Unsurprisingly, the flat-earther who was going to launch himself into the sky to prove Earth is not a globe has failed yet again.
According to Live Science, “Mad” Mike Hughes, a flat-Earth conspiracy theorist who has managed to get significant attention for his now-repeated failed rocket launches, strapped himself into his second homemade rocket Saturday, February 3. But, as Noize TV documented in an excruciating 11-minute live stream of the event, Hughes’ rocket never left its pad. In all honesty, the video is almost painful to watch.
Hughes’ stated plan, as Live Science previously reported, is to launch himself 1,800 feet (550 meters) above the desert in California and take photos before bailing out in a parachute. These photos, shot from a height anyone can reach by climbing a very tall building or even a small mountain, will, Hughes claims, prove that the Earth is flat.
Hughes was forced to cancel his previous launch after the Bureau of Land Management caught wind that he planned to crash his rocket into the government’s land. In a video posted to YouTube, Hughes claimed that Saturday’s failure resulted from a faulty plunger or a blown o-ring. However, he added that the details will remain unclear until the rocket cools down and he opens it up to examine it in detail.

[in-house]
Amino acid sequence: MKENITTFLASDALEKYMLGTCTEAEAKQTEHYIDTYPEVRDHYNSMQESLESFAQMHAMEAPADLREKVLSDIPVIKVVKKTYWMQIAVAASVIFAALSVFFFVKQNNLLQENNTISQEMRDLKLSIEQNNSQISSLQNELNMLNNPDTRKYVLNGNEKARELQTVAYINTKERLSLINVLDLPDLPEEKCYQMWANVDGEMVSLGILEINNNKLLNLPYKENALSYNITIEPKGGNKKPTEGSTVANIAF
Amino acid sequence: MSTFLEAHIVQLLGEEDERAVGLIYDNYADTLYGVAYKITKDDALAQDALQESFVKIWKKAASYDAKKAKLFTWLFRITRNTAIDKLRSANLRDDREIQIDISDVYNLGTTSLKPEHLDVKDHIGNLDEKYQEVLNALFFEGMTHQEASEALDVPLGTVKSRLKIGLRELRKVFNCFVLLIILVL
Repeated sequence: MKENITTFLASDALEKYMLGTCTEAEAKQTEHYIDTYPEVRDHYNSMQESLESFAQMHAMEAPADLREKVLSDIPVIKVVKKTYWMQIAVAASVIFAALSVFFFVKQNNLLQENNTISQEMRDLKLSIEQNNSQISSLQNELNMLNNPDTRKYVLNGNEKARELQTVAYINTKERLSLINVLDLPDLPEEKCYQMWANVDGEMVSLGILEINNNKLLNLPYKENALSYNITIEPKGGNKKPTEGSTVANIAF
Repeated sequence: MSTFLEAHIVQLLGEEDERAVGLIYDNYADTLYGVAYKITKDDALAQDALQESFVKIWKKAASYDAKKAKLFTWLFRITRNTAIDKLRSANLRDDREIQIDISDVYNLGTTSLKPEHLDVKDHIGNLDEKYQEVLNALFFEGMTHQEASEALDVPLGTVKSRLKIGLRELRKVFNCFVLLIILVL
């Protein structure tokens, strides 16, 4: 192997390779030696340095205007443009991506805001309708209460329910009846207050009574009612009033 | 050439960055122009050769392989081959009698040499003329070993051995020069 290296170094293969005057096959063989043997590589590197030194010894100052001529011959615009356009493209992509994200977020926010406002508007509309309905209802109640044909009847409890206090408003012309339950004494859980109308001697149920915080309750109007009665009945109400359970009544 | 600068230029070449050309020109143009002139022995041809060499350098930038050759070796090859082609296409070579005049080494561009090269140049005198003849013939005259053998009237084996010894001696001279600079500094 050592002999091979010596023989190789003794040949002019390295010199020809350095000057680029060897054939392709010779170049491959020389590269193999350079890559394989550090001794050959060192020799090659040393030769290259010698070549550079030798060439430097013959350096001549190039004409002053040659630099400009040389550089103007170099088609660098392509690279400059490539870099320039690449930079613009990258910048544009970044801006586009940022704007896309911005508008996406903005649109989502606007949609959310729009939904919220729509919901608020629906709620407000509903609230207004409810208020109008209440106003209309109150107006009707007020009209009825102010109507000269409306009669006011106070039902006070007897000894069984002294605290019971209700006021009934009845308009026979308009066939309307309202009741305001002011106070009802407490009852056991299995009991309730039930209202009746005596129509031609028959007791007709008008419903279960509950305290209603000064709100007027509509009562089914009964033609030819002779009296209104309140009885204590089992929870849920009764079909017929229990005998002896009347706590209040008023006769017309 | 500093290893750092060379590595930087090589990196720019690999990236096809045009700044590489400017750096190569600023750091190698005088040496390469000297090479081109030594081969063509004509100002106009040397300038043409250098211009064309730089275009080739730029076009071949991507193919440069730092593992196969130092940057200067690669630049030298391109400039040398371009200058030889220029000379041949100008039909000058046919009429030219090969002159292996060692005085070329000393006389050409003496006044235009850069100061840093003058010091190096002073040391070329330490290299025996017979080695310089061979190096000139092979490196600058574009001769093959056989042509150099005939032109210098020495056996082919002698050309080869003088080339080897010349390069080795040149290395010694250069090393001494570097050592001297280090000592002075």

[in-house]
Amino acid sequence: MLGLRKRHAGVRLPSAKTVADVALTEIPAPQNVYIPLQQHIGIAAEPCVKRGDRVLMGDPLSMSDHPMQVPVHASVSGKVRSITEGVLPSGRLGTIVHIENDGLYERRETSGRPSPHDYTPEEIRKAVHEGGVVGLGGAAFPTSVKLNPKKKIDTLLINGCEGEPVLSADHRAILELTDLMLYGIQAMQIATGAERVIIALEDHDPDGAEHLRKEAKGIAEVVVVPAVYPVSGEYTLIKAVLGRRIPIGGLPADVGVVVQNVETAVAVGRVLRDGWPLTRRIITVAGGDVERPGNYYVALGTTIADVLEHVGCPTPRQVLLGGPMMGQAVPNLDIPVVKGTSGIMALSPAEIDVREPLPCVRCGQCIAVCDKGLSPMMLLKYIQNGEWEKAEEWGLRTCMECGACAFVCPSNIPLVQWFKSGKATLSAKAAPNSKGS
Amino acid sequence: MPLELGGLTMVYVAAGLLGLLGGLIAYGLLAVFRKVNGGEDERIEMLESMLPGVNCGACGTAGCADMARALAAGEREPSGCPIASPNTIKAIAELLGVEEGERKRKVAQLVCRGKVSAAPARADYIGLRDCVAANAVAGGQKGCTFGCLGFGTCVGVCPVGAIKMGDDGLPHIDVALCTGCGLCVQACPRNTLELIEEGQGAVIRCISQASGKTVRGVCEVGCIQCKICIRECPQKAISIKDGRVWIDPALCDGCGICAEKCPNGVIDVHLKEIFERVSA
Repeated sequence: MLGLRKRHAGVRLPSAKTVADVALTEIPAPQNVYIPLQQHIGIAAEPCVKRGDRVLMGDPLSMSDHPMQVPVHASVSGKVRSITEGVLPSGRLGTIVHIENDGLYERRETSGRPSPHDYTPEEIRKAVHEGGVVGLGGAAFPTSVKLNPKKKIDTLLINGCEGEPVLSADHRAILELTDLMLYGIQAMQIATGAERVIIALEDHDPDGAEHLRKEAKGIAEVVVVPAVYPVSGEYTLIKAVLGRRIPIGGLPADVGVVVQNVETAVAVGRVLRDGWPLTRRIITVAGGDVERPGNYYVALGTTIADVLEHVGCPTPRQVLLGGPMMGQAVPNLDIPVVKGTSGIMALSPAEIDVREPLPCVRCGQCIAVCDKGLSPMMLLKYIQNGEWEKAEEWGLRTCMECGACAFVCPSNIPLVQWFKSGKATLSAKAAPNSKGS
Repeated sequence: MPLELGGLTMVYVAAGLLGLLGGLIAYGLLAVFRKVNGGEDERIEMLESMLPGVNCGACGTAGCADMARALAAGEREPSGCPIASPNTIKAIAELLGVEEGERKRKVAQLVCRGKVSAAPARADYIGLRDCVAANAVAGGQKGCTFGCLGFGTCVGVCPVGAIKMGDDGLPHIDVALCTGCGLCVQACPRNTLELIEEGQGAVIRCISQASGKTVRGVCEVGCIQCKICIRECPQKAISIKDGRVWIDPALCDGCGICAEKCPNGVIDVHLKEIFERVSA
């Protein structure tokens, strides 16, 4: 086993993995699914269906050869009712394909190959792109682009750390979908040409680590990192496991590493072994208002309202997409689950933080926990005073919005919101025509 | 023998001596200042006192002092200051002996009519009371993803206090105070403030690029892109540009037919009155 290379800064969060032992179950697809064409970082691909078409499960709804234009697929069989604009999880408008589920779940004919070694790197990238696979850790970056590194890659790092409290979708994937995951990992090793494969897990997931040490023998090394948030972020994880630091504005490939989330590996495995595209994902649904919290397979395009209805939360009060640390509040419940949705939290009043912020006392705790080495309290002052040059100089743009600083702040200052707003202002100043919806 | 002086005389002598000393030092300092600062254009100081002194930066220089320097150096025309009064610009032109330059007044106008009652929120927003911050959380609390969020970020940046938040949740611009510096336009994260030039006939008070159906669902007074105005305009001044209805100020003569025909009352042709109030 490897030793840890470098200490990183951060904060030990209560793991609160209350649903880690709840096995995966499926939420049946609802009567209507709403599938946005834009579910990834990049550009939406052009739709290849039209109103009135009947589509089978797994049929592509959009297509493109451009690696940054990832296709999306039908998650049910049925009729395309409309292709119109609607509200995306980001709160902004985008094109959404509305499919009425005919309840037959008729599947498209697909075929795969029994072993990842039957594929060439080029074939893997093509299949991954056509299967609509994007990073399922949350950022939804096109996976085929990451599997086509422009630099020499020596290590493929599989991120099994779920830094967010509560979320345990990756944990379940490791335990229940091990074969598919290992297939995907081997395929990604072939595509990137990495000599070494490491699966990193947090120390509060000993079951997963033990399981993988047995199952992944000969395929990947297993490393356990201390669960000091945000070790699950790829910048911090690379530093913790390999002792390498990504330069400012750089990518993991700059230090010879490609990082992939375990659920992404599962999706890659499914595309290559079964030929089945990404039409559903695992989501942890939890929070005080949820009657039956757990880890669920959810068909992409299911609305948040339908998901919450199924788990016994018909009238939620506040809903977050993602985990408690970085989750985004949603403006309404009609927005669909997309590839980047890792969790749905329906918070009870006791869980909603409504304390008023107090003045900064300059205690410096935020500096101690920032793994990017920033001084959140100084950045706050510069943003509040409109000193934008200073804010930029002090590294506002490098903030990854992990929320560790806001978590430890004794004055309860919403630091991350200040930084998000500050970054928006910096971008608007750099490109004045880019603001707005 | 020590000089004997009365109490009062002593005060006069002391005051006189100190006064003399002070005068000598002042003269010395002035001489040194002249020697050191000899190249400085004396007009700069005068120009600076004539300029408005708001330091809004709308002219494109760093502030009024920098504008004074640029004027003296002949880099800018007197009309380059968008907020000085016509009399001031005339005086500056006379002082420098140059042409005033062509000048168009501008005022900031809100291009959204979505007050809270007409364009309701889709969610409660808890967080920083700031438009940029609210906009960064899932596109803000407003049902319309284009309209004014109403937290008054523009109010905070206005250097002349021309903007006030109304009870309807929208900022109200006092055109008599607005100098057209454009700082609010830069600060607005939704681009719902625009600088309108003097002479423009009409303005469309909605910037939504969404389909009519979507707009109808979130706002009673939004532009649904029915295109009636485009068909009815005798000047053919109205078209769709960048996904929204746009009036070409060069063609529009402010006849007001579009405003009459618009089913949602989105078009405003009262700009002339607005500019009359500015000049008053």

Hughes went on to say that the launch could still happen this week — though he does have to be in court Tuesday because he’s suing several California officials, from Democrat Governor Jerry Brown to U.S. Senator Kamala Harris, D-Calif. “It’s just aggravating,” he told a small crowd of reporters. “I mean, what do you do?”
Here’s what you do. Realize that basic mathematics proves the earth is a globe. It’s pretty easy for anyone, even children, to show that the Earth is round with a simple experiment. Perhaps the most impressive and easiest experiment that even schools can do today, is to send a camera up in a high-altitude balloon. The footage will show that from a high-enough vantage point you can see the curvature of the Earth. This is what Mike Hughes will find if he ever makes his rocket work- maybe. The planet’s curvature doesn’t become visible to the naked eye until a height of about 35,000 feet (10,700 m), Hughes assumed 1800 feet would provide proof that the Earth is flat.